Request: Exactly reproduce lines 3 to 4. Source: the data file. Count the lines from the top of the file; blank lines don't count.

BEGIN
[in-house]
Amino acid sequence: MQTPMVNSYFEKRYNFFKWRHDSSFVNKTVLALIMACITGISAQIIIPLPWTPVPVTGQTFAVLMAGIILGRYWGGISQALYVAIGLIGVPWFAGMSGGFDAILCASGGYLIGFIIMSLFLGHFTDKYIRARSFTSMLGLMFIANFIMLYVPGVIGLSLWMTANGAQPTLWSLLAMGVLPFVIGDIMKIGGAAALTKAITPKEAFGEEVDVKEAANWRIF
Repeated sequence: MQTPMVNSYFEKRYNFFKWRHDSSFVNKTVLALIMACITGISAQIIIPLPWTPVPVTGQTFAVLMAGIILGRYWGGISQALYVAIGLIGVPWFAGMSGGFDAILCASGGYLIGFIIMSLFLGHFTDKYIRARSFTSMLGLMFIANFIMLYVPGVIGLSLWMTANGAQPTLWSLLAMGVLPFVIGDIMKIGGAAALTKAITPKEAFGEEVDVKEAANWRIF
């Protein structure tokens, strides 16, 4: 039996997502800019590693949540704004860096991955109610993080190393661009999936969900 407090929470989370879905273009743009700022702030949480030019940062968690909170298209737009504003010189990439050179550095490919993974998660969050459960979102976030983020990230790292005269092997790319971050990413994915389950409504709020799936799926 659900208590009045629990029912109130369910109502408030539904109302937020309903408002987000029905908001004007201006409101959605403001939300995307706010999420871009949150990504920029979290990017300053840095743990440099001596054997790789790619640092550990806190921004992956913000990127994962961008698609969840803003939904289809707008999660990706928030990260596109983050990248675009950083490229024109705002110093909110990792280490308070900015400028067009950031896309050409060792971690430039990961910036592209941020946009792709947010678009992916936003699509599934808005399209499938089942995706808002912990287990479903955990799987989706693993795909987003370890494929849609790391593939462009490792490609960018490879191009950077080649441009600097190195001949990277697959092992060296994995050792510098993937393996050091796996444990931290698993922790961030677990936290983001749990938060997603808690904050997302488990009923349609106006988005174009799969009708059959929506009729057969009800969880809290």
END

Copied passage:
Repeated sequence: MQTPMVNSYFEKRYNFFKWRHDSSFVNKTVLALIMACITGISAQIIIPLPWTPVPVTGQTFAVLMAGIILGRYWGGISQALYVAIGLIGVPWFAGMSGGFDAILCASGGYLIGFIIMSLFLGHFTDKYIRARSFTSMLGLMFIANFIMLYVPGVIGLSLWMTANGAQPTLWSLLAMGVLPFVIGDIMKIGGAAALTKAITPKEAFGEEVDVKEAANWRIF
């Protein structure tokens, strides 16, 4: 039996997502800019590693949540704004860096991955109610993080190393661009999936969900 407090929470989370879905273009743009700022702030949480030019940062968690909170298209737009504003010189990439050179550095490919993974998660969050459960979102976030983020990230790292005269092997790319971050990413994915389950409504709020799936799926 659900208590009045629990029912109130369910109502408030539904109302937020309903408002987000029905908001004007201006409101959605403001939300995307706010999420871009949150990504920029979290990017300053840095743990440099001596054997790789790619640092550990806190921004992956913000990127994962961008698609969840803003939904289809707008999660990706928030990260596109983050990248675009950083490229024109705002110093909110990792280490308070900015400028067009950031896309050409060792971690430039990961910036592209941020946009792709947010678009992916936003699509599934808005399209499938089942995706808002912990287990479903955990799987989706693993795909987003370890494929849609790391593939462009490792490609960018490879191009950077080649441009600097190195001949990277697959092992060296994995050792510098993937393996050091796996444990931290698993922790961030677990936290983001749990938060997603808690904050997302488990009923349609106006988005174009799969009708059959929506009729057969009800969880809290």